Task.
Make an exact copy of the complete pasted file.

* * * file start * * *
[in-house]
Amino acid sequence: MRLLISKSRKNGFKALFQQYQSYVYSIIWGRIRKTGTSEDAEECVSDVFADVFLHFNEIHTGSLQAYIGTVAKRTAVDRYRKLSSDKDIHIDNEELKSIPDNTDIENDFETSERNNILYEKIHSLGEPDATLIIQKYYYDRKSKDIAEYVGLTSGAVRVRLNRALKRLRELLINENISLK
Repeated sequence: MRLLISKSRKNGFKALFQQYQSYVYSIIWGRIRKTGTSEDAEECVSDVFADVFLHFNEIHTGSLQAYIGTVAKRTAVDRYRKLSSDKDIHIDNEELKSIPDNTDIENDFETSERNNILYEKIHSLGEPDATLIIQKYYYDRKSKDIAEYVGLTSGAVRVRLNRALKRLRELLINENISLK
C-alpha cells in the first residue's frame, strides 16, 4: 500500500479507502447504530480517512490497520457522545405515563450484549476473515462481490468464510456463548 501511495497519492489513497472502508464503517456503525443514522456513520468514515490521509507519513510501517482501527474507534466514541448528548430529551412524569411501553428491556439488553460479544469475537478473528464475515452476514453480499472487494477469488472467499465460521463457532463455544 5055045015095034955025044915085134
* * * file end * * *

[in-house]
Amino acid sequence: MRLLISKSRKNGFKALFQQYQSYVYSIIWGRIRKTGTSEDAEECVSDVFADVFLHFNEIHTGSLQAYIGTVAKRTAVDRYRKLSSDKDIHIDNEELKSIPDNTDIENDFETSERNNILYEKIHSLGEPDATLIIQKYYYDRKSKDIAEYVGLTSGAVRVRLNRALKRLRELLINENISLK
Repeated sequence: MRLLISKSRKNGFKALFQQYQSYVYSIIWGRIRKTGTSEDAEECVSDVFADVFLHFNEIHTGSLQAYIGTVAKRTAVDRYRKLSSDKDIHIDNEELKSIPDNTDIENDFETSERNNILYEKIHSLGEPDATLIIQKYYYDRKSKDIAEYVGLTSGAVRVRLNRALKRLRELLINENISLK
C-alpha cells in the first residue's frame, strides 16, 4: 500500500479507502447504530480517512490497520457522545405515563450484549476473515462481490468464510456463548 501511495497519492489513497472502508464503517456503525443514522456513520468514515490521509507519513510501517482501527474507534466514541448528548430529551412524569411501553428491556439488553460479544469475537478473528464475515452476514453480499472487494477469488472467499465460521463457532463455544 5055045015095034955025044915085134